On the Econsultancy blog we often highlight examples of websites that offer a great user experience as it’s useful to be able to see good design in practice.

When it comes to checkouts, we’ve used ASOS and Quiksilver to demonstrate how the process should be optimised to reduce basket abandonment and increase conversions.

And we also think it’s useful to highlight examples of brands that aren’t getting it right and could do with redesigning their site to improve the user experience.

QVC falls into this category. Its checkout process feels like it hasn’t been updated in several years, and there are several major issues that could be causing lost sales…

The criteria

These are some of the main points that sites need to follow to ensure a great user experience during the checkout process:

  • Clear calls-to-action (CTAs). The user shouldn’t have to search around for what to do next.
  • Standard delivery costs are made clear. Unclear delivery costs continue to be one of the key reasons why visitors abandon their checkout process.
  • Clear product details. Alongside a thumbnail, customers want to know the size, colour and quantity.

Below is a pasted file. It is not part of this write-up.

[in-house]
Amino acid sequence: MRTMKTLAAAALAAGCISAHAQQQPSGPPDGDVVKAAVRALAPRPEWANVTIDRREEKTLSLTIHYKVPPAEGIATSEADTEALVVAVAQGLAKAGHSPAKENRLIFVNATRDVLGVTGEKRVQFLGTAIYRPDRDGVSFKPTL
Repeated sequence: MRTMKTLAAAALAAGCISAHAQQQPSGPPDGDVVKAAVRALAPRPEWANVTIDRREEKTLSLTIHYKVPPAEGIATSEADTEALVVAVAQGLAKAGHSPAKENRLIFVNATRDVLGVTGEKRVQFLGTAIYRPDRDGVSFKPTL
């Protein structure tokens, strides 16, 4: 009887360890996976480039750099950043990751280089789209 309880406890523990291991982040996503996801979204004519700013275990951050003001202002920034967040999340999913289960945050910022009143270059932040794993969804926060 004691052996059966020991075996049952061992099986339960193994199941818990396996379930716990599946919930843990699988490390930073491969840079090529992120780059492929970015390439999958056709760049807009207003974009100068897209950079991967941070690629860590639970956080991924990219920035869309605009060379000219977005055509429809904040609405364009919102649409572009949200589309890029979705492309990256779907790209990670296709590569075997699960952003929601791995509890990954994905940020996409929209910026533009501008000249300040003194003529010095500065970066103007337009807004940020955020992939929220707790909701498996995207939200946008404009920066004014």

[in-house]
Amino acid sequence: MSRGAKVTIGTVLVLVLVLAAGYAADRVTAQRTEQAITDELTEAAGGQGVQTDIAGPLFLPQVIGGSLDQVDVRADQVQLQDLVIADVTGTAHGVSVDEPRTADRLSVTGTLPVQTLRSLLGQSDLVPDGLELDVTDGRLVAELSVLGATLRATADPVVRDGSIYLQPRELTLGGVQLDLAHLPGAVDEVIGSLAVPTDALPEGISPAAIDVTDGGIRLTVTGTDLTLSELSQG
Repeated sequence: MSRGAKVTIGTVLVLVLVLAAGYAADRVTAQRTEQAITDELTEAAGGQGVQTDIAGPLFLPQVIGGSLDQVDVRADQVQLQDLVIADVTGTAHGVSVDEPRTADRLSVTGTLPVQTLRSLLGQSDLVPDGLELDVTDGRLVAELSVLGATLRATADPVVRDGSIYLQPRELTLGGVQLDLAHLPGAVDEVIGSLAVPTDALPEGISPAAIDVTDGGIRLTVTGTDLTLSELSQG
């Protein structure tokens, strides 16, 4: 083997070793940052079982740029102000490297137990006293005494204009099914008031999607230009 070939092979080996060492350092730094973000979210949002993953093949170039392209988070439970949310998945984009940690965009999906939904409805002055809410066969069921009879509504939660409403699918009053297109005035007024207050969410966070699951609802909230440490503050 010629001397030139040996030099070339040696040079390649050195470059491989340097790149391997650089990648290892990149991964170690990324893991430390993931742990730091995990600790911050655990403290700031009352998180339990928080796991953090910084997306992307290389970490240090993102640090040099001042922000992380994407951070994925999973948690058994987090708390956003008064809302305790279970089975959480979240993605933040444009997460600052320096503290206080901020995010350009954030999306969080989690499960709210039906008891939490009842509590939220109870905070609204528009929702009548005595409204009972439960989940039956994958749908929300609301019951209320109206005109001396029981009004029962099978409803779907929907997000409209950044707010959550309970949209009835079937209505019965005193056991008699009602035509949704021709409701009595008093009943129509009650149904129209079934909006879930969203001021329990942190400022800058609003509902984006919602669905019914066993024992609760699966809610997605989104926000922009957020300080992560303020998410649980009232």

• Total price is made clear. As well as knowing the delivery cost, customers need to know the total amount they are paying with no hidden costs.
  • Delivery options within the basket. Customers should be allowed to choose the delivery option before the checkout process, thus ensuring they know what they are paying and the delivery period.
  • Secure shopping is made clear. Though e-commerce is no longer a new concept people still need reassurance that the transaction is secure.
  • Clear payment options. Not all visitors have a Visa card – are there options for lesser know cards or PayPal?
  • Don’t force users to register before checkout. This is a great way to cause people to abandon their transaction. ASOS managed to halve its abandonment rate at the registration page simply by removing any mention of creating an account.

The shopping basket

The first thing that strikes you about QVC’s basket is the old fashioned design. Simplicity is definitely a good thing when designing a checkout as you don’t want to confuse your customers, but this looks like it was copied and pasted from a Word document.

The simple layout coupled with the lack of any reassurances about security will serve to undermine the shopper’s confidence.

Furthermore, though the shipping and handling cost of £9.95 is included upfront the ‘Total Price’ doesn’t actually add the price for the item to the shipping cost. Customers hate this sort of thing.

Another issue is the amount of time the user has to complete the order. It’s a good idea to set a time limit as it lets the customers know they might be timed out if they take too long and also helps to encourage a sale by creating a sense of urgency.

But ideally it should include a countdown timer so users know how much time is left. Ticketmaster may be behind the UX nightmare that is the Olympic ticketing website, but it does at least at least provide a good example here:

One final usability issue at this stage is that if you want to order more than one product you can’t simply select the number in the dropdown menu then go to the checkout.